Before you start
This "Create an interactive production wiki using PHP" series is designed for PHP application developers who want to to take a run at making their own custom wikis. You'll define everything about the application, from the database all the way up to the wiki markup you want to use. In the final product, you will be able to configure much of the application at a granular level, from who can edit pages to how open the blog really is.
At the end of this tutorial, Part 2 of a five-part series, you will have the basics of your wiki up and running, including user registration, page creation and editing, history tracking, and file uploads. It sounds like a lot, but if you've completed Part 1, you're well over halfway there.
Part 1 of this series draws the big picture. You determine how you want the application to look, flow, work, and behave. You'll design the database and rough-out some scaffolding. Part 2 focuses on the primary wiki development, including defining the markup, tracking changes, and file uploads. In Part 3, you define some users and groups, as well as a way to control access to certain aspects of individual wiki pages and uploaded files. Part 4 deals with a Calendaring and Milestones feature to track tasks, to-dos, and progress against set goals. And in Part 5, you put together an open blog to allow discussion of production topics and concerns.
This tutorial focuses on writing the core code for the wiki engine. With the database in place, your next task is getting the wiki engine up and running, including user creation, signing in, rendering the markup, page creation, file uploads, and more. With these tasks done, your application ("Criki") will take a definite shape. Covered topics include:
- User registration
- Page creation
- Rendering markup
- File uploads
It is assumed that you have some experience working with PHP and MySQL. We won't be doing a lot of deep database tuning, so as long as you know the basic ins and outs, you should be fine. You may find it helpful to download and install phpMyAdmin, a browser-based administration console for your MySQL database.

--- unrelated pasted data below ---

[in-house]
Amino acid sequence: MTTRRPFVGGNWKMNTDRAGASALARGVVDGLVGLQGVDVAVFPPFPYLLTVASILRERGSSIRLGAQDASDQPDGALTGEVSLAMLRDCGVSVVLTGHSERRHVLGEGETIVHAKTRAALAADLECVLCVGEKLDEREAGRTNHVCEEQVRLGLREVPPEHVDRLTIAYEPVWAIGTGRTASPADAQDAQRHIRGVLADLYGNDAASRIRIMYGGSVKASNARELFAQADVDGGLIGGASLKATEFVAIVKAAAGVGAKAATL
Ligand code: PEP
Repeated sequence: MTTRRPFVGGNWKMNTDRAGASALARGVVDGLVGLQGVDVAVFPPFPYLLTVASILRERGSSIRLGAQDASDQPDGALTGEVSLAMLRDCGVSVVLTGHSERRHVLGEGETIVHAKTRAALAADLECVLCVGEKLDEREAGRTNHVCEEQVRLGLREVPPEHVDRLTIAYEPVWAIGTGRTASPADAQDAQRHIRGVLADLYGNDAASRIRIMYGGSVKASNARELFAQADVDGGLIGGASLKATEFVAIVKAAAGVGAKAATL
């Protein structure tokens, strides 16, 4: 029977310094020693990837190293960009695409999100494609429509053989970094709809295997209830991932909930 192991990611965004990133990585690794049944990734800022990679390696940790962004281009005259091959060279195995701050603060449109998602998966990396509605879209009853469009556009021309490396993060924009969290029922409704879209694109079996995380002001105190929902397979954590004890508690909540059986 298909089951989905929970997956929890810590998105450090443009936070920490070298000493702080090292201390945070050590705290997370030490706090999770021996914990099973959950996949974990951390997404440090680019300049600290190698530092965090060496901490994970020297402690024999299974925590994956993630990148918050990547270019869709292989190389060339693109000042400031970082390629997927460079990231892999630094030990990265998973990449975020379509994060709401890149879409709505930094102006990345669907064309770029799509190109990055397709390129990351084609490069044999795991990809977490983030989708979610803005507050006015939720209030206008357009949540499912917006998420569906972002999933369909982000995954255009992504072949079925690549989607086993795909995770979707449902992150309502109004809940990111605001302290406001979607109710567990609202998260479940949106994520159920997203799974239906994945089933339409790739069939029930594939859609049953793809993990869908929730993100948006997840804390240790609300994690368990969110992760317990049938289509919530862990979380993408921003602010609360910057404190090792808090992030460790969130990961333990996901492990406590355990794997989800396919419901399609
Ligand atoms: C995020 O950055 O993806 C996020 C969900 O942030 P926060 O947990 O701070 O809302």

Before you begin, you need to have an environment in which you can work. The general requirements are reasonably minimal:
- An HTTP server that supports sessions (and preferably mod_rewrite). This tutorial was written using Apache V1.3 with mod_rewrite enabled.
- PHP V4.3.2 or later (including PHP V5). This was written using PHP V5.0.4
- Any version of MySQL from the last few years will do. This was written using MySQL V4.1.15.
You'll also need a database and database user ready for your application to use. The tutorial will provide syntax for creating any necessary tables in MySQL.
Additionally, to save time, we will be developing Criki using a PHP framework called CakePHP. Download CakePHP by visiting CakeForge.org and downloading the latest stable version. This tutorial was written using V1.1.13.
At the end of Part 1, you were given the opportunity to redesign the default layout into something that better suited your own tastes. How did you do? It's OK if you didn't get a chance to work on this particular piece. The source code for this tutorial contains a basic layout that includes links to the various controllers. You will be editing this as the series goes on. Copy the file app/views/layouts/default.thtml from the code archive into your own app/views/layouts/ directory. It should look like Figure 1.
Figure 1. Criki so far
If you did get a chance to work on the layout and didn't link to the various controllers yourself, you can work the following code into your layout wherever you want. The code in Listing 1 will give you a horizontal menu. Feel free to rework it as you see fit to suit your own design.
Listing 1. The horizontal menu
[ <?php echo $html->link('home','/') ?> | <?php echo $html->link('users','/users') ?> | <?php echo $html->link('entries', '/entries') ?> | <?php echo $html->link('entry revisions', '/entry_revisions') ?> | <?php echo $html->link('uploads', '/uploads') ?> | <?php echo $html->link('upload revisions', '/upload_revisions') ?> | <?php echo $html->link('settings', '/settings') ?> ]
Now that you have the layouts taken care of, you can get to work on the core code for Criki. A logical place to start would be with the user registration code.